As the XIX International AIDS Conference concludes in Washington, D.C., “[t]his is a moment for all Americans to be proud of the best thing George W. Bush did as president: launching an initiative to combat AIDS in Africa that has saved millions of lives,” Washington Post columnist Eugene Robinson states in an opinion piece in the newspaper. PEPFAR “deserves accolades,” he writes, adding that the Bush administration ignored dissenting opinions stating that treatment in Africa posed a risk because of potential drug resistance and was motivated “by altruism” to create the program. Robinson notes that the Obama administration has proposed shifting funds from PEPFAR to “complementary programs” and that officials say “that overall HIV/AIDS funding will rise to an all-time high.” He also notes that Obama ended restrictions on allowing visas for people living with HIV to enter the country during his first year in office. “But if Africa is gaining ground against AIDS, history will note that it was Bush, more than any other individual, who turned the tide. The man who called himself the Decider will be held accountable for a host of calamitous decisions. But for opening his heart to Africa, he deserves nothing but gratitude and praise,” Robinson concludes (7/26).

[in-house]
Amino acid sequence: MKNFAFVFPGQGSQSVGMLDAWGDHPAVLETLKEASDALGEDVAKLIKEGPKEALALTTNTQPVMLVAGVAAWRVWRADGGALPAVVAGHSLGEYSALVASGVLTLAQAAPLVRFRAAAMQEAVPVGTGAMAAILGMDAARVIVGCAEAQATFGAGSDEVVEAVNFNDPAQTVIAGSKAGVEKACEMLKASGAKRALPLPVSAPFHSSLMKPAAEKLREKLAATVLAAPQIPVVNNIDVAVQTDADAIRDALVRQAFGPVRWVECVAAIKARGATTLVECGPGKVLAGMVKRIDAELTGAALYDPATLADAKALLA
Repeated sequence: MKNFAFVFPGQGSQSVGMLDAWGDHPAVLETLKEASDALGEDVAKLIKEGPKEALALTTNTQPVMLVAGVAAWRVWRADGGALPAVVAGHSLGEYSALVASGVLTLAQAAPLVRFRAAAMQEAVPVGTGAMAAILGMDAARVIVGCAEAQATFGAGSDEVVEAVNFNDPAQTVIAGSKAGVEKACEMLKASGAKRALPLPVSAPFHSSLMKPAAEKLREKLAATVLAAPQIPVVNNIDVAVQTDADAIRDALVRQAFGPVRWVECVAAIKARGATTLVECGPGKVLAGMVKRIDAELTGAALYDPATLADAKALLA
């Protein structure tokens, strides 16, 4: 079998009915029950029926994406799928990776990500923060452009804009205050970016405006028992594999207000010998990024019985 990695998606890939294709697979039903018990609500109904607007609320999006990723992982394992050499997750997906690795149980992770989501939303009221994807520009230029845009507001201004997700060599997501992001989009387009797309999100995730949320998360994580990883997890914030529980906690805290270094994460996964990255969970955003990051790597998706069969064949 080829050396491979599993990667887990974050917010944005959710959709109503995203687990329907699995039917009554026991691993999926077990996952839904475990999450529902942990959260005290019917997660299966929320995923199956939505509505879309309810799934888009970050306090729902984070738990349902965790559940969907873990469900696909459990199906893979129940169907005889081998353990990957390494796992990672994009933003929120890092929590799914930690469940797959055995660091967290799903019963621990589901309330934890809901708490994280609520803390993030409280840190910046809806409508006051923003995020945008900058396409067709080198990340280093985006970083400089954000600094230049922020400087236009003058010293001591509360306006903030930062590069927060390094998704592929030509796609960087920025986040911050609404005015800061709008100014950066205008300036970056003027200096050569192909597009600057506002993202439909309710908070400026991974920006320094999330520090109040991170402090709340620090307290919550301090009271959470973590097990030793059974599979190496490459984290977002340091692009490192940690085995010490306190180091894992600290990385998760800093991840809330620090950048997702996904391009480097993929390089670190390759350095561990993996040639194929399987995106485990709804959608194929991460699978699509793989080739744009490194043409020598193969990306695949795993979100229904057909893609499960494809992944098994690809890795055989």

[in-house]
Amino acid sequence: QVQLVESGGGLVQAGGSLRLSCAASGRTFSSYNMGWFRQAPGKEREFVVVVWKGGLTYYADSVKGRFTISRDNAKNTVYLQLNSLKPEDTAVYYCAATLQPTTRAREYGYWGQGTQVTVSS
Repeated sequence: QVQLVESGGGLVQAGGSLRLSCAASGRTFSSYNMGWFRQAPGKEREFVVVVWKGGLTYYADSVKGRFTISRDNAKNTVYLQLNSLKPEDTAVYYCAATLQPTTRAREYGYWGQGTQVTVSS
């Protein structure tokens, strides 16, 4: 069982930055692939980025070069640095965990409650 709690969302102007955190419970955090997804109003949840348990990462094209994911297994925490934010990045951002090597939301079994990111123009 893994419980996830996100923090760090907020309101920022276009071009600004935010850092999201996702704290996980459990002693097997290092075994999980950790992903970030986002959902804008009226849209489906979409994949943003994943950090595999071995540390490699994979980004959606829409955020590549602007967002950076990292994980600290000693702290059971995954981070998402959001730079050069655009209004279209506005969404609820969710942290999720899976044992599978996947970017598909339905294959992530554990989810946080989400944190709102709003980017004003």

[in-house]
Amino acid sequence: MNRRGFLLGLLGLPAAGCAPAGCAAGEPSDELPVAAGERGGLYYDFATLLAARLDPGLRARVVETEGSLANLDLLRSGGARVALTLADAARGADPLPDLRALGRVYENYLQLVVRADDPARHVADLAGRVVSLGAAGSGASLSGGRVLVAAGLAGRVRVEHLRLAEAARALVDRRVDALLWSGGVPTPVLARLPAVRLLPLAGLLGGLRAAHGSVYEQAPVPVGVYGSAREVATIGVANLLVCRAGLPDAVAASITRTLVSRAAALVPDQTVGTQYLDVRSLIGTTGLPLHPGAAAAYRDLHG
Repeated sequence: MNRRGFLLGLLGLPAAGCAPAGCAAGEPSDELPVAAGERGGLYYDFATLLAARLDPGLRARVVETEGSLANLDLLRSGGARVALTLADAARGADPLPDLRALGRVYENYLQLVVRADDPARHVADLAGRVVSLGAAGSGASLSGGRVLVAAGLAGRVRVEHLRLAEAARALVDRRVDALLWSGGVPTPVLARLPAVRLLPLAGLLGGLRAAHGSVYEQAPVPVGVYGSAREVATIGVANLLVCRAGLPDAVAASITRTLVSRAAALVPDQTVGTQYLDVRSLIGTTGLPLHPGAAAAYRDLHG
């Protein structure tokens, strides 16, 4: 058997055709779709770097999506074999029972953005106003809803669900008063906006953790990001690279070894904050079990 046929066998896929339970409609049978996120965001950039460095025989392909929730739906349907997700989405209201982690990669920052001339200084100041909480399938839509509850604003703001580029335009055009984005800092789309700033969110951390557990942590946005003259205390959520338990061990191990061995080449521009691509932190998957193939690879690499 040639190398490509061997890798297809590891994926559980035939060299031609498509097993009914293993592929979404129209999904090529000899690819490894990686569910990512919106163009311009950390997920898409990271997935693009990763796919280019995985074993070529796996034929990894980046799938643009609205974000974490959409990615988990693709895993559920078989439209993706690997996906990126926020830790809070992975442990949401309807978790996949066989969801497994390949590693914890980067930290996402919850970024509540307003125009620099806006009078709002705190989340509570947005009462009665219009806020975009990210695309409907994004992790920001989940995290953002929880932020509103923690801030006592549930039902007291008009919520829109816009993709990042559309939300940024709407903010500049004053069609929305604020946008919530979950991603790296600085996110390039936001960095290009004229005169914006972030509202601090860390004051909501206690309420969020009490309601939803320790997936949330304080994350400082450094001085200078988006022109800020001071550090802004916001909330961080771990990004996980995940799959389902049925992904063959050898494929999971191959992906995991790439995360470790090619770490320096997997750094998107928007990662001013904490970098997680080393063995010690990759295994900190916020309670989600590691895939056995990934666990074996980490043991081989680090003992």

WEBCAST: Kaiser Family Foundation Interviews Science's Jon Cohen Regarding HIV Treatment, Cure Research
“Science Magazine’s Jon Cohen speaks with the Kaiser Family Foundation’s Jackie Judd about the ‘treatment cascade’ and about research aimed at finding a cure for HIV” in this interview in the foundation’s “Washington Notebook” series, PBS NewsHour reports (Rogo, 7/25). Additional “Washington Notebook” interviews with other newsmakers who attended the XIX International AIDS Conference (AIDS 2012) can be found on the foundation’s webpage.
“It is outrageous that, in 2012, when we have everything we need to beat AIDS, we are still fighting prejudice, stigma, and exclusion,” UNAIDS Executive Director Michel Sidibe writes on the Human Rights and HIV/AIDS “Now More Than Ever” blog, adding, “It is my daily reminder that the AIDS response is not just about an epidemic; the AIDS response is, has been, and must be, an instrument to fight for social justice.” He concludes, “[O]ur common aspiration is clear: a world where no one gets infected with a preventable virus, no one dies of a treatable disease, and no one faces discrimination for a health condition. We have tools to stop HIV transmission, deaths and discrimination. Human rights demand that we deliver these tools to every community and person affected. By doing so, we help to transform societies into the inclusive places they should be” (7/25).